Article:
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Senate Minority Leader Mitch McConnell said on Monday that he wouldn’t even consider letting Biden seat a new Supreme Court Justice if the GOP takes back the Senate in 2022.
Meanwhile, the Biden Administration said that it supports a new resolution to end the 2002 Authorization of Use of Military force.
And lastly, Texas may be headed for another major power crisis as the state’s fragile power grid expects record use in June.
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Mitch McConnell has thrown down the gauntlet, and the Democrats are, well, sort of just standing there looking at it.
In an interview on conservative talk radio, McConnell said that if Republicans take back the Senate, he would block any prospective Supreme Court nominee that Biden sent him.
This is not exactly a surprise. McConnell pretended that his resistance to a new nominee would be from his typical election year nonsense, saying that he’d block a nominee in 2024 just like he did in 2016 at the end of the Obama years. But we all know what the score is.
McConnell’s life’s work is the judiciary and he’s done a very good job of securing it for the business-friendly, person-hostile policies of conservatives for generations to come.
But what it does indicate is just how futile any Democratic expectations of bipartisanship have become. It also means that the party has to be looking for 82-year-old Stephen Breyer to retire while there’s still a chance of getting a liberal replacement confirmed.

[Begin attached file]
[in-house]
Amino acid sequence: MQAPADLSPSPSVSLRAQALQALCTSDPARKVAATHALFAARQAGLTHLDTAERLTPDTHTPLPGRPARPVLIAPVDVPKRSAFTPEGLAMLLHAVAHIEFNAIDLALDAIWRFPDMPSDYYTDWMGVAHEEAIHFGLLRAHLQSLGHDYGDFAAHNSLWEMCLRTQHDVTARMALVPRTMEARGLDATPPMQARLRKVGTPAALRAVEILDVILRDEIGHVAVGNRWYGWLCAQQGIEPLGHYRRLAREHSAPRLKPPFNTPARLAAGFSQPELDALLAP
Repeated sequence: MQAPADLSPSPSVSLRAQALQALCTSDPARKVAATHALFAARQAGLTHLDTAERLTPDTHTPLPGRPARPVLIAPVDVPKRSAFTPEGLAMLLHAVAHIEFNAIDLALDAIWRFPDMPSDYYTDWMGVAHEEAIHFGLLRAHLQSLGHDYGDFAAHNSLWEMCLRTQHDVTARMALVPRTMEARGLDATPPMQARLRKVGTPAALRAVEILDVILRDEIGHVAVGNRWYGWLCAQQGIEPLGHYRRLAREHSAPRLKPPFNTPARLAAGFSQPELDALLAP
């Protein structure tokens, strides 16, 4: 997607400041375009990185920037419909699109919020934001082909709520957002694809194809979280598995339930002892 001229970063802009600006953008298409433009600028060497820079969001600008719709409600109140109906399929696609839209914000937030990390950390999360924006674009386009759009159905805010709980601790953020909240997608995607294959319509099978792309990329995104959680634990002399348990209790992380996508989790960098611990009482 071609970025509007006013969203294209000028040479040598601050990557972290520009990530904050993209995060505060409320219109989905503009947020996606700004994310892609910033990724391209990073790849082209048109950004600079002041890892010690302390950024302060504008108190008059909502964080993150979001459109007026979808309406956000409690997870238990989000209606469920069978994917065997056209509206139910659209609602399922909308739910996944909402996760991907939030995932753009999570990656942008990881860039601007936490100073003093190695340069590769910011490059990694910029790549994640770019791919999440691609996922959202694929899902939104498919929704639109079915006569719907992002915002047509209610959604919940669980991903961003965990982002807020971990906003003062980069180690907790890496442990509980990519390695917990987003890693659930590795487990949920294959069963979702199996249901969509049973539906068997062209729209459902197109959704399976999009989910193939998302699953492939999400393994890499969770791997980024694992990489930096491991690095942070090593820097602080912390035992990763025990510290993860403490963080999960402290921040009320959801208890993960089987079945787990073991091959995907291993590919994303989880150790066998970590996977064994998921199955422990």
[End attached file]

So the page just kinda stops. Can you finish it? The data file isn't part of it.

There’s a permanent solution to all this, of course: packing the court. But McConnell knows that Democrats and liberal justices on the bench already don’t really have the guts. He said this about Justice Breyer, quote:
“I do want to give him a shout-out, though, because he joined what Justice Ginsburg said in 2019 that nine is the right number for the Supreme Court. And I admire him for that. I think even the liberal justices on the Supreme Court have made it clear that court packing is a terrible idea.”
Glad everyone’s on the same page!
Biden Wants to Kill 2002 AUMF
The Biden Administration made a huge announcement on Monday: it formally supports a push by Rep. Barbara Lee to end the 2002 Authorization for Use of Military Force.
The 2002 AUMF, as it’s called, is the legal document we used to justify invading Iraq. In the years since, it’s been trotted out as evidence that the U.S. can legally engage in all kinds of military activities in the country. It’s a disgrace that it was ever passed, of course, but it’s an even bigger disgrace that it hasn’t been repealed yet, so the fact that it may finally get tossed is a good thing.
However, it doesn’t mean a whole lot as far as U.S. wars overseas go. The Biden Administration’s statement itself notes that quote:
“the United States has no ongoing military activities that rely solely on the 2002 AUMF as a domestic legal basis, and repeal of the 2002 AUMF would likely have minimal impact on current military operations.”
In other words, all of our bombing and killing overseas is going to be just fine.